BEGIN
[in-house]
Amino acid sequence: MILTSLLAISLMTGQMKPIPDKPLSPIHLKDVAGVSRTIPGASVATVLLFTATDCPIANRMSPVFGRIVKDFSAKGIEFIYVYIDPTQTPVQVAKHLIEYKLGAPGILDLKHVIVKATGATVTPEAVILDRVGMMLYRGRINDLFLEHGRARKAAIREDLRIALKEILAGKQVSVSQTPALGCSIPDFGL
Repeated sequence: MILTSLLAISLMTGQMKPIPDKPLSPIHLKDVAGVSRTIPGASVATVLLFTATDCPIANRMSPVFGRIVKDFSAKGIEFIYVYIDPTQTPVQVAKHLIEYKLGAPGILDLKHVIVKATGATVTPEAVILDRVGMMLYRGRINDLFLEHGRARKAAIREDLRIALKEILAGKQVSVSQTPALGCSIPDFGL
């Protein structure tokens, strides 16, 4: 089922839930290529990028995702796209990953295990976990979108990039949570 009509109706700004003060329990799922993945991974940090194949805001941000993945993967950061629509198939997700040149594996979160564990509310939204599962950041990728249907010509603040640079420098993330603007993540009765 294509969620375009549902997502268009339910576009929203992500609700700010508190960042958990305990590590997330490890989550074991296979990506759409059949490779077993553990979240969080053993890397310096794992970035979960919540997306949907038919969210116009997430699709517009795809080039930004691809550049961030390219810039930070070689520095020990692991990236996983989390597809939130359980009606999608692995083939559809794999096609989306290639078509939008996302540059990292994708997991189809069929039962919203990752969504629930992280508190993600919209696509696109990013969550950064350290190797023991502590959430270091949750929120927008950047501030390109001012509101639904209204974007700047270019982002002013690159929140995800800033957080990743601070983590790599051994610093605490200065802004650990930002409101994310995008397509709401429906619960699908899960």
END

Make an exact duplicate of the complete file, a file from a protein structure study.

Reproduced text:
[in-house]
Amino acid sequence: MILTSLLAISLMTGQMKPIPDKPLSPIHLKDVAGVSRTIPGASVATVLLFTATDCPIANRMSPVFGRIVKDFSAKGIEFIYVYIDPTQTPVQVAKHLIEYKLGAPGILDLKHVIVKATGATVTPEAVILDRVGMMLYRGRINDLFLEHGRARKAAIREDLRIALKEILAGKQVSVSQTPALGCSIPDFGL
Repeated sequence: MILTSLLAISLMTGQMKPIPDKPLSPIHLKDVAGVSRTIPGASVATVLLFTATDCPIANRMSPVFGRIVKDFSAKGIEFIYVYIDPTQTPVQVAKHLIEYKLGAPGILDLKHVIVKATGATVTPEAVILDRVGMMLYRGRINDLFLEHGRARKAAIREDLRIALKEILAGKQVSVSQTPALGCSIPDFGL
């Protein structure tokens, strides 16, 4: 089922839930290529990028995702796209990953295990976990979108990039949570 009509109706700004003060329990799922993945991974940090194949805001941000993945993967950061629509198939997700040149594996979160564990509310939204599962950041990728249907010509603040640079420098993330603007993540009765 294509969620375009549902997502268009339910576009929203992500609700700010508190960042958990305990590590997330490890989550074991296979990506759409059949490779077993553990979240969080053993890397310096794992970035979960919540997306949907038919969210116009997430699709517009795809080039930004691809550049961030390219810039930070070689520095020990692991990236996983989390597809939130359980009606999608692995083939559809794999096609989306290639078509939008996302540059990292994708997991189809069929039962919203990752969504629930992280508190993600919209696509696109990013969550950064350290190797023991502590959430270091949750929120927008950047501030390109001012509101639904209204974007700047270019982002002013690159929140995800800033957080990743601070983590790599051994610093605490200065802004650990930002409101994310995008397509709401429906619960699908899960």